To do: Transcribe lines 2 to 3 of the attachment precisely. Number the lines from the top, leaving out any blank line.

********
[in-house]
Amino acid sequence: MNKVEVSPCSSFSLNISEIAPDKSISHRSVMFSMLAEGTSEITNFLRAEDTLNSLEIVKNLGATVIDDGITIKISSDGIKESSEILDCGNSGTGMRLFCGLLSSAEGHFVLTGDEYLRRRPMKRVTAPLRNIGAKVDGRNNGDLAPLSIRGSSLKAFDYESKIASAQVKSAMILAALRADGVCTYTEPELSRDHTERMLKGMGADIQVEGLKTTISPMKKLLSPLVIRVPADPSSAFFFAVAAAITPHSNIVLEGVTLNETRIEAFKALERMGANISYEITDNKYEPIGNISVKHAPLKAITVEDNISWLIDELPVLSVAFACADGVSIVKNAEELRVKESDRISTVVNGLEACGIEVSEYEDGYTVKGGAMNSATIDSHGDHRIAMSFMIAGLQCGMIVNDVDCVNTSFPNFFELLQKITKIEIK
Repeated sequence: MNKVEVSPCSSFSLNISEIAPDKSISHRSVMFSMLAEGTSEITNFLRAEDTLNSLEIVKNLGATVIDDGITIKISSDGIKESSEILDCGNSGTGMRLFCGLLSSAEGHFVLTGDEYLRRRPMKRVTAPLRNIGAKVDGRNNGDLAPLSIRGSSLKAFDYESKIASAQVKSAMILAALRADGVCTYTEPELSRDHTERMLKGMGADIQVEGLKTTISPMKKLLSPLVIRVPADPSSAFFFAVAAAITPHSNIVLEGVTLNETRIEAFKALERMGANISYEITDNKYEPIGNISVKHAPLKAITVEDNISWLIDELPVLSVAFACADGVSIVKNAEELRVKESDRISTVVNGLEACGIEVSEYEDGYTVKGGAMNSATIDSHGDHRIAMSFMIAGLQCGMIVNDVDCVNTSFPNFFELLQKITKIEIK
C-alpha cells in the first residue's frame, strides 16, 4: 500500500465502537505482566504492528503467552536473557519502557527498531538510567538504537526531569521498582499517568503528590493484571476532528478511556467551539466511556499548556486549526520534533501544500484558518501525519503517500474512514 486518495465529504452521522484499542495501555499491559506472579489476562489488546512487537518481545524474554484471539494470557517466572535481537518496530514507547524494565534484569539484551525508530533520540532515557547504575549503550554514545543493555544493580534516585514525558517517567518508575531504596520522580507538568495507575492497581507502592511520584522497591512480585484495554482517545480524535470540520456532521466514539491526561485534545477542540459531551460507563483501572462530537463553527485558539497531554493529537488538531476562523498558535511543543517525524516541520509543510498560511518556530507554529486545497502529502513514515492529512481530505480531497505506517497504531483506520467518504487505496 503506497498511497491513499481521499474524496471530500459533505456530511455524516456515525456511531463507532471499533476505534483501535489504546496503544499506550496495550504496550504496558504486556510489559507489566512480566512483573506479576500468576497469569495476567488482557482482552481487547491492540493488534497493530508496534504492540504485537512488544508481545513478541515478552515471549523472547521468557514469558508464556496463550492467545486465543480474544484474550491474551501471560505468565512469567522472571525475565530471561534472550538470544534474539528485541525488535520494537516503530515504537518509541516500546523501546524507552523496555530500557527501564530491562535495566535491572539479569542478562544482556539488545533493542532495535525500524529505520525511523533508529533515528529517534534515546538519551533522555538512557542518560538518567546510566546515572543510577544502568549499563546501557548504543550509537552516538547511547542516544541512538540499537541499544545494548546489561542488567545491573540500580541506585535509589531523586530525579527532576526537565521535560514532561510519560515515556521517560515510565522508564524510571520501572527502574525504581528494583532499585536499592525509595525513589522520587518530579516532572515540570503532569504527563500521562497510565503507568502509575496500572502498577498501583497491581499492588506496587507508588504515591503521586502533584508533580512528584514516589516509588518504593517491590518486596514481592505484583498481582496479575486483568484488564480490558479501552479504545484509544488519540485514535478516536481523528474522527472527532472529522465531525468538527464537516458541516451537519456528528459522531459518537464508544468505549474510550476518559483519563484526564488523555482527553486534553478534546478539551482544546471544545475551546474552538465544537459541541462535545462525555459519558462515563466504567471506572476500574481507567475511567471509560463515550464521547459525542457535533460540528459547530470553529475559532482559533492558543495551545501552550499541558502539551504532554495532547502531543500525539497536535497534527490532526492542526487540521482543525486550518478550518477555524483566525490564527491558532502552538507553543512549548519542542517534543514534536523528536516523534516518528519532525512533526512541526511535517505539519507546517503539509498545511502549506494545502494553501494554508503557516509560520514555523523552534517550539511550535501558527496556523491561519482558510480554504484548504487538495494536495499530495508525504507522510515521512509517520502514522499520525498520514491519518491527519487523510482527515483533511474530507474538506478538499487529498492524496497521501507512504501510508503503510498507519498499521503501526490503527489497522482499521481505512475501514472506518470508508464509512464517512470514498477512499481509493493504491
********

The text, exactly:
Amino acid sequence: MNKVEVSPCSSFSLNISEIAPDKSISHRSVMFSMLAEGTSEITNFLRAEDTLNSLEIVKNLGATVIDDGITIKISSDGIKESSEILDCGNSGTGMRLFCGLLSSAEGHFVLTGDEYLRRRPMKRVTAPLRNIGAKVDGRNNGDLAPLSIRGSSLKAFDYESKIASAQVKSAMILAALRADGVCTYTEPELSRDHTERMLKGMGADIQVEGLKTTISPMKKLLSPLVIRVPADPSSAFFFAVAAAITPHSNIVLEGVTLNETRIEAFKALERMGANISYEITDNKYEPIGNISVKHAPLKAITVEDNISWLIDELPVLSVAFACADGVSIVKNAEELRVKESDRISTVVNGLEACGIEVSEYEDGYTVKGGAMNSATIDSHGDHRIAMSFMIAGLQCGMIVNDVDCVNTSFPNFFELLQKITKIEIK
Repeated sequence: MNKVEVSPCSSFSLNISEIAPDKSISHRSVMFSMLAEGTSEITNFLRAEDTLNSLEIVKNLGATVIDDGITIKISSDGIKESSEILDCGNSGTGMRLFCGLLSSAEGHFVLTGDEYLRRRPMKRVTAPLRNIGAKVDGRNNGDLAPLSIRGSSLKAFDYESKIASAQVKSAMILAALRADGVCTYTEPELSRDHTERMLKGMGADIQVEGLKTTISPMKKLLSPLVIRVPADPSSAFFFAVAAAITPHSNIVLEGVTLNETRIEAFKALERMGANISYEITDNKYEPIGNISVKHAPLKAITVEDNISWLIDELPVLSVAFACADGVSIVKNAEELRVKESDRISTVVNGLEACGIEVSEYEDGYTVKGGAMNSATIDSHGDHRIAMSFMIAGLQCGMIVNDVDCVNTSFPNFFELLQKITKIEIK